Germany's most creative cities

Where is Germany's creative potential flourishing? Where are the best museums, universities and funding? We present six top cities.

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Culture and creativity are important economic factors that generate employment, turnover and income. The European Commission's Joint Research Centre has therefore made a comparison of the creative and cultural potential of European cities European cities for the second time since 2017.

190 cities in 30 countries were divided into groups according to their total population and analysed in terms of cultural dynamics, creative industries and creative environments. How attractive and diverse are the offerings of museums, concert halls and theatres in these cities? Where do creative people find the most and the most innovative jobs, and young people find the best training? To what extent do cities support and promote their cultural and creative sector? Is the infrastructure optimally developed? A total of 29 indicators were used for measuring.

Six German cities landed in the top 5 categories.


The Bavarian capital of Munich ranks second among the top creative cities with more than one million inhabitants. The Isar metropolis boasts a high quality of life not only because of its location near the Alps. In addition to the popular Olympic Park and the Bavarian State Opera, magnificent churches such as the Frauenkirche and the Church of St Peter (affectionately known as the “Old Peter”), Munich sparkles with numerous cultural sites. The Deutsches Museum, with its approximately 50 different thematic areas, is one of the most important scientific and technical museums in the world.


Three slots behind Munich, in fifth place in the category of cities with more than a million inhabitants, comes the federal capital of Berlin. Berlin has a fascinating history that can be explored in countless places. Where was the border that used to run between east and west? To find out, every year millions of visitors from all over the world to search for the traces and see the Brandenburg Gate, Checkpoint Charlie and the East Side Gallery, the longest preserved section of the Berlin Wall, painted by numerous artists. Lively and colourful Berlin is a real magnet for creative free spirits, attracting droves of young people who come to study at its universities.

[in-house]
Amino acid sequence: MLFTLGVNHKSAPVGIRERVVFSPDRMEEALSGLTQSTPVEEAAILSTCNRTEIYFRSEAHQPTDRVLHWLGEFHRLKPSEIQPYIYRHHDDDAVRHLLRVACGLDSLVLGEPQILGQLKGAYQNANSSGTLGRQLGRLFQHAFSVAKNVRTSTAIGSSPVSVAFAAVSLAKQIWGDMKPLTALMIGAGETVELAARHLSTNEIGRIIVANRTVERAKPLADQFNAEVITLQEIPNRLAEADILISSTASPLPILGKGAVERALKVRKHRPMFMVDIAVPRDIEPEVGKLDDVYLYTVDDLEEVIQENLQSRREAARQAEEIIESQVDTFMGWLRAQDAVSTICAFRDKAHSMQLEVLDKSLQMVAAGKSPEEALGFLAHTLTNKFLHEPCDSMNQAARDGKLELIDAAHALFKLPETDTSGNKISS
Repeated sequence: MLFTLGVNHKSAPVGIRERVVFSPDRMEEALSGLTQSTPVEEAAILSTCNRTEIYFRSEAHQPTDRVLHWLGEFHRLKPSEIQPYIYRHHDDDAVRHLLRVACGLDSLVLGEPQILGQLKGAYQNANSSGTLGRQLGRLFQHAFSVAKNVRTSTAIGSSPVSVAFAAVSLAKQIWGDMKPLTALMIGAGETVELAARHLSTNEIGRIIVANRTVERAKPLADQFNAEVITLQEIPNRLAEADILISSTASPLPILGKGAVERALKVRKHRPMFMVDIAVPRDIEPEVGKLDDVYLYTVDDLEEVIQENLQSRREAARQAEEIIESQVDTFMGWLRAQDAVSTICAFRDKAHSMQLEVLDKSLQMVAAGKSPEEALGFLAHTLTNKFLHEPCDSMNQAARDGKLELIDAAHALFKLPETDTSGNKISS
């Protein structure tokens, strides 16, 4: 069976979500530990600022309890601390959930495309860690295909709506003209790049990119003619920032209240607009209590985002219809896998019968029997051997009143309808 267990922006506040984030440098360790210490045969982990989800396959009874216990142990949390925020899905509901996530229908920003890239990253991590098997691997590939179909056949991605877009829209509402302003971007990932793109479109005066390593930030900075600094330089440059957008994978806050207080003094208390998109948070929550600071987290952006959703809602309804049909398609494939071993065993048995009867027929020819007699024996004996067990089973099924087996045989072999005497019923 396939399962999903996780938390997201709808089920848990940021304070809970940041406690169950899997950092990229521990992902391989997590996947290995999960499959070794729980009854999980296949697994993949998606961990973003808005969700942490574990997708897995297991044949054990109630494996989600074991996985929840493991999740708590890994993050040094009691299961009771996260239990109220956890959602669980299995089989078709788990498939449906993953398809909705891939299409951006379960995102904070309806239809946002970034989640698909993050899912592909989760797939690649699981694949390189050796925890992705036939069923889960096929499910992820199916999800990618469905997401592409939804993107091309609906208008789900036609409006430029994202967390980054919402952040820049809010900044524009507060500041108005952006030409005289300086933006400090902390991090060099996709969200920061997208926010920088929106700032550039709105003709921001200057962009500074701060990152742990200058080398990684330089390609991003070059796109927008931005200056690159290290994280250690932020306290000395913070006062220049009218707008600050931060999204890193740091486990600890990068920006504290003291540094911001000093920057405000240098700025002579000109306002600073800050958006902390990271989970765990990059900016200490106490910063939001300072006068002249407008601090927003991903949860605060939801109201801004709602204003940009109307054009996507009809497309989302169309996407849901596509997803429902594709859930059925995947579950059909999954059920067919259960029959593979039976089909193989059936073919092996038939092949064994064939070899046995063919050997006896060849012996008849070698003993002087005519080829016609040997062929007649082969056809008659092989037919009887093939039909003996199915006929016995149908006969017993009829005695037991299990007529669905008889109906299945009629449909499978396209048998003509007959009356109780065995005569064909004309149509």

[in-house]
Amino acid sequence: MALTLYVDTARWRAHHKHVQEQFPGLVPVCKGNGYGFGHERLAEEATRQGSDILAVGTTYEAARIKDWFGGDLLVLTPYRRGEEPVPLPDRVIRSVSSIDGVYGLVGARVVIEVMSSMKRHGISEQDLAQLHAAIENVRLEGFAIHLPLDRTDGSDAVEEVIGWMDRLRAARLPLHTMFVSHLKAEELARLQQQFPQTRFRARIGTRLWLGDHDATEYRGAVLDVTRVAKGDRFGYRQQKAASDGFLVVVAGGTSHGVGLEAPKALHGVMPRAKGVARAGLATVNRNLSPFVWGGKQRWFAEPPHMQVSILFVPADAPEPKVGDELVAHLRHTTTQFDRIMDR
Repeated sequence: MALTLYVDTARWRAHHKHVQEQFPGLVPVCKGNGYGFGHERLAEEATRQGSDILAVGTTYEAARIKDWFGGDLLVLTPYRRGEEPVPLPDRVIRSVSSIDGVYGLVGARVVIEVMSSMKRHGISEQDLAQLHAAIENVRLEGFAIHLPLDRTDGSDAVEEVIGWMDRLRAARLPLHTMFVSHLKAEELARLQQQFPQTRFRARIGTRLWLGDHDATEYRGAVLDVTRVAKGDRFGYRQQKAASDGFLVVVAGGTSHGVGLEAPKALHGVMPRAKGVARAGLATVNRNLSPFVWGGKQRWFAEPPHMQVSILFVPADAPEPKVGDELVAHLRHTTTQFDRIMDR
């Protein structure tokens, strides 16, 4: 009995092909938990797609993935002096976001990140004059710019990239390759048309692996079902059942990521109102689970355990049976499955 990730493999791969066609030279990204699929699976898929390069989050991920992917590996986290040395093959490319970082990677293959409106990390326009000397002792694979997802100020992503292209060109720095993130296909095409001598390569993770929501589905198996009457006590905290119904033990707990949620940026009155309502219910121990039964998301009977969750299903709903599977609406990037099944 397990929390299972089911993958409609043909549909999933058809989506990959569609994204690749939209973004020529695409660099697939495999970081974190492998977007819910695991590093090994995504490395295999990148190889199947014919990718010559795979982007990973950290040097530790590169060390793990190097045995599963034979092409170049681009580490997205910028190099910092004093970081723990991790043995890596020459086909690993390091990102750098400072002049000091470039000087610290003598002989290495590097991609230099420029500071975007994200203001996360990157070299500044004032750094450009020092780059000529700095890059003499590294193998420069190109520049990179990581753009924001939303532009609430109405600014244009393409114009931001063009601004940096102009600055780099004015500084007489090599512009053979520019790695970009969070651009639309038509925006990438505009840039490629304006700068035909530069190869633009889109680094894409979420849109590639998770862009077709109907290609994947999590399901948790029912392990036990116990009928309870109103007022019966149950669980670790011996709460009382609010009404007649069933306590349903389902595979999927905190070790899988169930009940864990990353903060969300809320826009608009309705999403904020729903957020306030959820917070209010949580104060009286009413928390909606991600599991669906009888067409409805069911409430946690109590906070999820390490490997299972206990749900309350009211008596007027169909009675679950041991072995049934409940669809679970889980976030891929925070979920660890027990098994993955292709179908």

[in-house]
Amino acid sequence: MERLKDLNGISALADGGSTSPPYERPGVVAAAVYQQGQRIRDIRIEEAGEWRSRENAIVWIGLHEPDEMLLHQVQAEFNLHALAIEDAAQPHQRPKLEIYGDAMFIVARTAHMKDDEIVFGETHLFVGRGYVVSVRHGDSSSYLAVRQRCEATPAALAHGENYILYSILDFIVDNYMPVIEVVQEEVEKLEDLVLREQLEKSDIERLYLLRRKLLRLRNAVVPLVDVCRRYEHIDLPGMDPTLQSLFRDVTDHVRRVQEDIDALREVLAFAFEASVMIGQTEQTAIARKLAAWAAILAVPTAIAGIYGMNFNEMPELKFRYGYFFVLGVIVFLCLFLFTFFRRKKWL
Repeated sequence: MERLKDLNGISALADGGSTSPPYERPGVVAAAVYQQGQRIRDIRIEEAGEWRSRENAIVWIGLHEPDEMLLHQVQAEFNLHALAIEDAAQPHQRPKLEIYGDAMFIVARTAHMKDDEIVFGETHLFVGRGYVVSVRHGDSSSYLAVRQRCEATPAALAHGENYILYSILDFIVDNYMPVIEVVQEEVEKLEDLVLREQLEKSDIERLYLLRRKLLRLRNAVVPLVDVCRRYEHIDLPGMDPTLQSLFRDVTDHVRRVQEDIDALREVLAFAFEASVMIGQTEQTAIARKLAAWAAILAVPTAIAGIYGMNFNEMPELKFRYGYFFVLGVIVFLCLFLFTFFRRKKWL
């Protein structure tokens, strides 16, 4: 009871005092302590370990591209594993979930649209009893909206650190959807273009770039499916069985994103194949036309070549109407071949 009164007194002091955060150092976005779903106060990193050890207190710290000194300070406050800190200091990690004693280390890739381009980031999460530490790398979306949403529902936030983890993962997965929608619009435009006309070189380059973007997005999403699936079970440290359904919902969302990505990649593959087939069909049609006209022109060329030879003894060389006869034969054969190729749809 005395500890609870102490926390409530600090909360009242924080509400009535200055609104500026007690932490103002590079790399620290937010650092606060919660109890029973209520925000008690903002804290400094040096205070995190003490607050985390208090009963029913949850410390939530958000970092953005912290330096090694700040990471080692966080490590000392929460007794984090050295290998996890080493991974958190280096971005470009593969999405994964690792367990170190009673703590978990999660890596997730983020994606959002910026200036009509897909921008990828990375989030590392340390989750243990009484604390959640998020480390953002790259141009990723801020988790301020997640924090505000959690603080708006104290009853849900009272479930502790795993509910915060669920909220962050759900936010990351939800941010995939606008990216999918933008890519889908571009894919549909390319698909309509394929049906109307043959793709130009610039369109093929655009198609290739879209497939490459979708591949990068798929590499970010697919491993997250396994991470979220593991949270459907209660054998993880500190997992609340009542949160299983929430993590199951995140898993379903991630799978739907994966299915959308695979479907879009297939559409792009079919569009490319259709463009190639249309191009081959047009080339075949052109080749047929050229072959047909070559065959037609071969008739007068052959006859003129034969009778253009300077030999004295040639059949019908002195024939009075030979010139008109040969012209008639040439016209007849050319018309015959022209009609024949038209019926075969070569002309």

Berlin - the Brandenburg Gate is probably the most famous landmark of reunified Germany.
Berlin - the Brandenburg Gate is probably the most famous landmark of reunified Germany.
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Among the 40 cities with up to one million inhabitants, Stuttgart, the state capital of Baden-Württemberg, is number one in Germany and number 5 in international comparison. Stuttgart owes this top position to its huge cultural offering. The Stuttgart State Theatre, Europe's largest multifunctional theatre, combines opera, theatre and ballet. The last enjoys the highest international recognition. The Stuttgart State Gallery boasts, in addition to works by Rembrandt and Rubens, one of the most extensive Picasso collections in Germany. Regular media events, such as Europe's largest Indian film festival and a very lively music scene, make the city attractive for residents and visitors alike. Car fans will get their money's worth at the company museums of Mercedes-Benz and Porsche.


Karlsruhe, the second largest city in Baden-Württemberg, takes second place in the category of cities with up to 500,000 inhabitants. The Baden metropolis is located in the immediate vicinity of France, the Black Forest and the Palatinate, and is called the "fan city" because of the shape of its layout. In the centre is the Karlsruhe Palace, where the Baden State Museum is housed. In summer it turns into an oversized screen for Cinema at the Palace. In winter, the historic Palace Square becomes a dreamlike winter backdrop to a huge ice rink. Skaters young and old then make their turns around the monument to Grand Duke Karl Friedrich. The Centre for Art and Media (ZKM) in Karlsruhe is the largest institution for media art in the world.

Karlsruhe - the palace, built in 1715.
Karlsruhe - the palace, built in 1715.
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The  student city of Heidelberg on the river Neckar is located in the southwest of Germany and ranks second among cities with up to 250,000 inhabitants. Heidelberg's heart beats for literature, and the city's author, translator and theatre scene is accordingly large. The renowned University of Heidelberg, the oldest university in Germany, is located in the middle of the old town. The university museum is housed in the baroque building of the Old University. The city’s romantic landmark, Heidelberg Castle, towers majestically over the roofs of the old town and is definitely worth a visit.

Heidelberg - the “Old Bridge” leads over the Neckar to the Heiliggeistkirche.
Heidelberg - the “Old Bridge” leads over the Neckar to the Heiliggeistkirche.
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The small city of Weimar, centrally located in Thuringia, has the top position among cities with up to 100,000 inhabitants. Weimar is historically and culturally one of the most important places in Germany and has always attracted poets, artists and creative people. Goethe, Schiller, Bach and Liszt lived here. In 1919 Walter Gropius founded the Bauhaus State Art School. They all left their traces in Weimar and so, besides the Goethe and Schiller Museums, visitors can also admire the Weimar Bauhaus University and the Franz Liszt University of Music.